As November is American Diabetes Month, it’s important to raise awareness about the value of monitoring gestational diabetes during pregnancy. This type of diabetes occurs when a woman — during pregnancy — develops high blood sugar levels that affect both mother and baby.
What Is Gestational Diabetes?
Gestational diabetes is what develops in pregnant women who have no recorded history of diabetes before. It usually occurs around the 24-28th week of pregnancy and can affect up to 9.2% of pregnant women in the United States. This type of diabetes is due to the hormonal changes during pregnancy, which can make it difficult for insulin to regulate blood sugar levels properly.
Why Is Monitoring Gestational Diabetes Important?
Gestational diabetes, if left uncontrolled, can have serious consequences for both the mother and baby. While most women with gestational diabetes can give birth to healthy babies, there are still risks involved:
- Large Birth Weight: Babies may be larger than average due to high levels of glucose crossing over into the baby’s bloodstream.
- Preterm Birth: Women with gestational diabetes have a high risk of giving birth before 37 weeks.
- Preeclampsia: Women with gestational diabetes are known to be more likely to develop preeclampsia. This serious condition may lead to high blood pressure and damage to organs.
- Type 2 Diabetes: Women who have been diagnosed with gestational diabetes will also have an increased risk of type 2 diabetes.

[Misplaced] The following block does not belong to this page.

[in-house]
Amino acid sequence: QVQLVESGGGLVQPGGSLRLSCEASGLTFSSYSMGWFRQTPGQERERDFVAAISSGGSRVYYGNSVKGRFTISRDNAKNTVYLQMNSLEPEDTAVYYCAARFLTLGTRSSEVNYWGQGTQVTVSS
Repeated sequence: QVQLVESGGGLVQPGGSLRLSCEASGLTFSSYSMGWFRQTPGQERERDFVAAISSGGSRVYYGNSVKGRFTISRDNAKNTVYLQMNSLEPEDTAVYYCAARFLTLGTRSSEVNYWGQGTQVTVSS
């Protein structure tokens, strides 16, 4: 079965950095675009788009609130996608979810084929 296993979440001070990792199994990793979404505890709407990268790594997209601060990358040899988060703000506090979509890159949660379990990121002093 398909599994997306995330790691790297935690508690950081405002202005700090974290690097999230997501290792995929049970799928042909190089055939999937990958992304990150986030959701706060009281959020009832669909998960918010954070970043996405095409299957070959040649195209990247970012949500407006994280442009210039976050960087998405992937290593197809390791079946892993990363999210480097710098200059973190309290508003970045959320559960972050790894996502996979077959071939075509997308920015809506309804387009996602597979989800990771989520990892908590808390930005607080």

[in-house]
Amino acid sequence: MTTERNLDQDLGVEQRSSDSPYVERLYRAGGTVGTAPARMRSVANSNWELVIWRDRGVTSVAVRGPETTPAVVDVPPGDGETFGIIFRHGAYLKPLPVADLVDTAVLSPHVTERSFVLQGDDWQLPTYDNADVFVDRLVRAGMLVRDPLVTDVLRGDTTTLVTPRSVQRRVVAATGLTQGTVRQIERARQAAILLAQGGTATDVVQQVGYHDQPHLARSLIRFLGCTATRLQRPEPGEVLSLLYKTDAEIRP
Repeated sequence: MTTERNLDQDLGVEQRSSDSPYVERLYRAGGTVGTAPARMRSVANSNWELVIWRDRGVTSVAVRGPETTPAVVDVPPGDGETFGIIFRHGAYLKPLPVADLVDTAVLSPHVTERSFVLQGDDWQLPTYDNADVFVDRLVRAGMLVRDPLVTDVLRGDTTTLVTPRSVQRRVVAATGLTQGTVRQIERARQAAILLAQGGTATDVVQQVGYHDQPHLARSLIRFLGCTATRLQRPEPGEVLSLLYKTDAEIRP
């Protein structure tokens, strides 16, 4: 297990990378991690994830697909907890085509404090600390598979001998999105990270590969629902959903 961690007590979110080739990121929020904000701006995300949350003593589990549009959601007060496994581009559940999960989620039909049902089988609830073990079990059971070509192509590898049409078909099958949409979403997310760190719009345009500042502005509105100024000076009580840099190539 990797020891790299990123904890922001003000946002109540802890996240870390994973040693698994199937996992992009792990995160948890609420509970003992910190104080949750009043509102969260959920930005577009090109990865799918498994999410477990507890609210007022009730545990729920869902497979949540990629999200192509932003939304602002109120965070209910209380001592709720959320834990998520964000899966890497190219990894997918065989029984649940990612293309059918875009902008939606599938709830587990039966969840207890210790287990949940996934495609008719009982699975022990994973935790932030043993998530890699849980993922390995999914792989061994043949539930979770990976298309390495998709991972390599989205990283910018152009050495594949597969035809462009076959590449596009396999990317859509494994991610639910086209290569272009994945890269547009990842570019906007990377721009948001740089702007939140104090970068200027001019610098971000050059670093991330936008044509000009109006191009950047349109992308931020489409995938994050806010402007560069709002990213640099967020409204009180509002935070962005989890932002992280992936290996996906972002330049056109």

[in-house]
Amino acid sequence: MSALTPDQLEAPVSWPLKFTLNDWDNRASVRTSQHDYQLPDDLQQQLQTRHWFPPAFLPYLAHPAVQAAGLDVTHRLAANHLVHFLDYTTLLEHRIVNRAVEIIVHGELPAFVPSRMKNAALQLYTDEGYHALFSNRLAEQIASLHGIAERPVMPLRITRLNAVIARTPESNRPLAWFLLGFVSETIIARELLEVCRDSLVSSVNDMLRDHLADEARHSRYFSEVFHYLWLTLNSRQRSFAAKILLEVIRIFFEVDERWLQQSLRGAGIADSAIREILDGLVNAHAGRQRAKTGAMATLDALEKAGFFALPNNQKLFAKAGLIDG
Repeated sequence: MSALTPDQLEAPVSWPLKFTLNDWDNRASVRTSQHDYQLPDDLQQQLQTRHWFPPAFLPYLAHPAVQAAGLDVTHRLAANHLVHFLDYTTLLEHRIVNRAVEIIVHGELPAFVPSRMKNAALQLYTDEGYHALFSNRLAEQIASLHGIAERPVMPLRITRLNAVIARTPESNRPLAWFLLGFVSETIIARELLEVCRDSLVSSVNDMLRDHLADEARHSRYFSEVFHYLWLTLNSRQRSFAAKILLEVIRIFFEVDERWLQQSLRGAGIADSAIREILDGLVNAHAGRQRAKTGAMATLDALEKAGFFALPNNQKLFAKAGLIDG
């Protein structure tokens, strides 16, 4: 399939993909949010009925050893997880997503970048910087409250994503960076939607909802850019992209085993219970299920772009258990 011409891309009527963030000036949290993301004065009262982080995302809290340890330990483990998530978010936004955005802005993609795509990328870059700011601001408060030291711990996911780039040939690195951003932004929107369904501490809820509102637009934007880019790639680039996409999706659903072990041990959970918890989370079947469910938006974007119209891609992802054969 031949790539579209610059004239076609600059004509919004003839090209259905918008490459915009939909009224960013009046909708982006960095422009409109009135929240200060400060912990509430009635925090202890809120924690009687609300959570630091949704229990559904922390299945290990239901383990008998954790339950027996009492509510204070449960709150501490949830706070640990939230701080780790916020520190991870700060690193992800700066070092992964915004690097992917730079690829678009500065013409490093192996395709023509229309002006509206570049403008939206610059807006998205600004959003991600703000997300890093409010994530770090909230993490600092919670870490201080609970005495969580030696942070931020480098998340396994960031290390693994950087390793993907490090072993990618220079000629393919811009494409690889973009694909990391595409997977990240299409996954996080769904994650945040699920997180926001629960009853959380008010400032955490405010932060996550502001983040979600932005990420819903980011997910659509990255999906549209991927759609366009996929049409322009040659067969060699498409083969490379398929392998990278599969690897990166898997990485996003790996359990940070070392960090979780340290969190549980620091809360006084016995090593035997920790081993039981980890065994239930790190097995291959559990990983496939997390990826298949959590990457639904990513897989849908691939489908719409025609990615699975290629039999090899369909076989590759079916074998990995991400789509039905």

- Hypoglycemia: Babies may experience low blood sugar levels after birth due to their body producing extra insulin to cope with high glucose levels during pregnancy.
How Is Gestational Diabetes Monitored?
Regular blood sugar checks and doctor visits monitor for gestational diabetes. Women who are at risk for gestational diabetes, such as those with a family history of diabetes or who are overweight, may be screened earlier in their pregnancy. If a woman has gestational diabetes, her doctor will work with her to create an individualized treatment plan.
Lifestyle Changes for Managing Gestational Diabetes
One of the most effective ways to manage gestational diabetes is through lifestyle changes. This may include making healthier food choices, exercising regularly, and monitoring blood sugar levels closely. Some research suggests that women who breastfeed after gestational diabetes may lower their risk of developing type 2 diabetes.
It’s also important for women with gestational diabetes to attend all scheduled appointments and follow their recommended treatment plan.
Gestational diabetes is a serious condition that will have negative effects on both the mother and baby if not properly managed. Raising awareness about monitoring gestational diabetes during pregnancy can help ensure all pregnant women receive the care and support to have a healthy pregnancy and baby.
Get a Health Checkup at The Woman’s Clinic
If you are a woman who is pregnant or planning to become pregnant and have diabetes, it’s important to monitor your condition closely during pregnancy. At The Woman’s Clinic, we offer specialized care for women with diabetes and provide support throughout your pregnancy journey.
Schedule an appointment to ensure that you and your baby receive the best necessary care during this crucial time.